Even though fairy tales are complete fiction, the elements of the Hansel and Gretel story resonate because they are so real. It's not hard to picture dark and scary woods or a Gingerbread house that looks good enough to eat (though probably not great to live in).
We can make our stories real by taking details from our user research. Those details work best when everyone on the team has been part of the research process. Many teams we've visited are now using real data items they've collected from visits to their users and customers. They use real names and real needs.
One team, working on a system for reporting critical incident reports in drug trials, used actual reports they'd collected on their research. The rich detail of these customer reports has given them a huge dose of the reality behind using the designs. Knowing how these reports fit into the lives of their users helps them keep an eye on the entire pictures.
It's hard to talk about Hansel and Gretel without a mental image popping up with two kids, in the woods, stumbling upon a house made of candy. That mental image helps us retain the story we're trying to tell.
One team we met regularly holds design studio workshops with the goal of creating mental images of their users' experience. Instead of drawing prototypes of the screens and dialog boxes, they draw sketches of the users' experience through the design. Then they compare their drawings with that of their colleagues, followed up by another round to integrate the neat ideas they saw in the other work.
Sketching something reinforces the visual images, which helps cement the story in our head. Regularly coming back to the big picture and drawing a new version of the story, with everything you now know about it, helps you understand how your thinking is changing.
(I do find it a little ironic to suggest people draw something we call the "big picture.")
I recently saw a Pixar documentary that showed their design process. They start with rough sketches of the story, which they put into a simple video, using the director and writer's voices for the characters. As the movie progresses, pieces of that video get replaced with more refined art, voices from the real actors, and other elements that make it more real.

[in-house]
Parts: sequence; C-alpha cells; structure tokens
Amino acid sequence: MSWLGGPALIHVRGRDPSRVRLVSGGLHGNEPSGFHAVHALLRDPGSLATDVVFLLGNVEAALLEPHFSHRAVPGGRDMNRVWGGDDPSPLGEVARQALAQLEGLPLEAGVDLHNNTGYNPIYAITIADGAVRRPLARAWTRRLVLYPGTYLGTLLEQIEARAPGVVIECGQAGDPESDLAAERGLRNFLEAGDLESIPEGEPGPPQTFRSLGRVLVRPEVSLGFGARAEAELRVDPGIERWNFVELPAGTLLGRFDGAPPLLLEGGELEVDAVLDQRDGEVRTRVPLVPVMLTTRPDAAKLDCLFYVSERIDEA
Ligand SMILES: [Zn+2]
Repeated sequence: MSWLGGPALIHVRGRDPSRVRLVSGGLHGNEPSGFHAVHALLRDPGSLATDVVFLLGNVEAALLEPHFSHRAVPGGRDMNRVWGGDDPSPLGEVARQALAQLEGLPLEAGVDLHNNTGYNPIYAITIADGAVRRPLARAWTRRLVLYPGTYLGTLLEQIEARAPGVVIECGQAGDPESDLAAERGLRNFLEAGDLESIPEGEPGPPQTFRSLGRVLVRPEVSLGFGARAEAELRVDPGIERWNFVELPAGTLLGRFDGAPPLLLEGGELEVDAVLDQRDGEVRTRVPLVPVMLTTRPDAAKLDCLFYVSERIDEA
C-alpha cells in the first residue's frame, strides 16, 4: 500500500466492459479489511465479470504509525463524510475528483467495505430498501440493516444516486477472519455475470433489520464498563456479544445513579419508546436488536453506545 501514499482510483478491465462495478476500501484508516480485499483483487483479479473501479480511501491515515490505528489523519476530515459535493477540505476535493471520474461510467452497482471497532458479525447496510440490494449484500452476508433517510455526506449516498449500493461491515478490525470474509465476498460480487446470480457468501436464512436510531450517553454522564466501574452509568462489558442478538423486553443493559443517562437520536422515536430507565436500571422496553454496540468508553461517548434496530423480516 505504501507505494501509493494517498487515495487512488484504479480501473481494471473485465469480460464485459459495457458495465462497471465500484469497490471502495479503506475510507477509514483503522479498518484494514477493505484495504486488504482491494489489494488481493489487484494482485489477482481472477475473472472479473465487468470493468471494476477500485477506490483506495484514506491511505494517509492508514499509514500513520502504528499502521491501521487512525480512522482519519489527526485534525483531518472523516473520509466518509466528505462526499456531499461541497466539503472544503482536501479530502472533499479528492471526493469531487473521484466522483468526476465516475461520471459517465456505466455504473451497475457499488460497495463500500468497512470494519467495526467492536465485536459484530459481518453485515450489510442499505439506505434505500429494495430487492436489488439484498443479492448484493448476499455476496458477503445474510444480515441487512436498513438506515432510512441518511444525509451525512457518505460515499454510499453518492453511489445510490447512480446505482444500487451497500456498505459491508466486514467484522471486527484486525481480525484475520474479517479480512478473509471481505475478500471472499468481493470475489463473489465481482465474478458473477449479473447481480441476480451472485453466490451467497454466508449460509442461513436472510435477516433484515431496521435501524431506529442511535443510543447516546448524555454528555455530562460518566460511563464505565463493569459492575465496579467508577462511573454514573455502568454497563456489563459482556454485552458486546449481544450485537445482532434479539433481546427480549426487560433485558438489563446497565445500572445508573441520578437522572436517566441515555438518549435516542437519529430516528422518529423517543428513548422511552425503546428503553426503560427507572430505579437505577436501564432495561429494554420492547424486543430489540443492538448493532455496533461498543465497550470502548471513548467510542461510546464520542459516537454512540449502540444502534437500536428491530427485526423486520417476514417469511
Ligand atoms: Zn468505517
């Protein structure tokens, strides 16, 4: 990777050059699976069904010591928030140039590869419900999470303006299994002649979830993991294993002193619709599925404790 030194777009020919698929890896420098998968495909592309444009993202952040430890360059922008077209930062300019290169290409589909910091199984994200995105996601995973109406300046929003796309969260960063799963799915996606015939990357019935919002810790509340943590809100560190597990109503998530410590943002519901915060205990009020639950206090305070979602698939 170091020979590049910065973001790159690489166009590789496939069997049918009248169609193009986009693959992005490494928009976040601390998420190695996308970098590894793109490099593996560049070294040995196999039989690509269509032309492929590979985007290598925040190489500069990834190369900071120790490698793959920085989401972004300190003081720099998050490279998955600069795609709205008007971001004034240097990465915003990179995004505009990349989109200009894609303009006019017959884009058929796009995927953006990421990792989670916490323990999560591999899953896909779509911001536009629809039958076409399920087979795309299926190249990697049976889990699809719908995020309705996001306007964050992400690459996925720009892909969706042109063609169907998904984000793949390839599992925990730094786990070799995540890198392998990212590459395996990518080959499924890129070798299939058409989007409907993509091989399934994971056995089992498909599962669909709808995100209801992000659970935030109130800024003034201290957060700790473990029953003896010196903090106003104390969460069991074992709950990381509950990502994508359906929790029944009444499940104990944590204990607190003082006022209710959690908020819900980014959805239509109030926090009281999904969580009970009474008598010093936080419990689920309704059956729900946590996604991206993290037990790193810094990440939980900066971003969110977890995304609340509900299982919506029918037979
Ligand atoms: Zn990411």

Through our design process, we are creating a variety of prototypes. In the earliest days, they are just sketches and simple renderings. As we move through the project, pieces become more refined. Eventually, we start to have finished products.
It's simple to make a video of these prototypes as the user would experience them. Using technology we probably carry in our pockets, we can quickly create a walkthrough of the design. Then, as time goes on, we can simply insert more real pieces into the mix.
Watching and editing an evolving video of prototypes can help tell the story of what we're trying to do. Walking through the scenarios to guide that story (instead of describing the features without use), we can remind everyone of what we're trying to accomplish.
By constantly injecting the big picture into our detailed discussions of our design, we end up with a coherent design faster than if we're all working without that idea of how everything fits together. Finding ways to keep everyone understanding where we are in the story isn't difficult, but it does take constant attention. You'll know you've succeeded when it's become a habit to discuss where you are in the forest.
At this year's UI17 conference, Kim Goodwin will show us how to successfully design with scenarios to keep our teams focused on the big picture. Her workshop is just one of the great full-day workshops you'll want to check out at UICONF.com
What do you do to keep your team aware of the big picture while you're deep in the details? We want to hear your thoughts at the UIE Brain Sparks blog.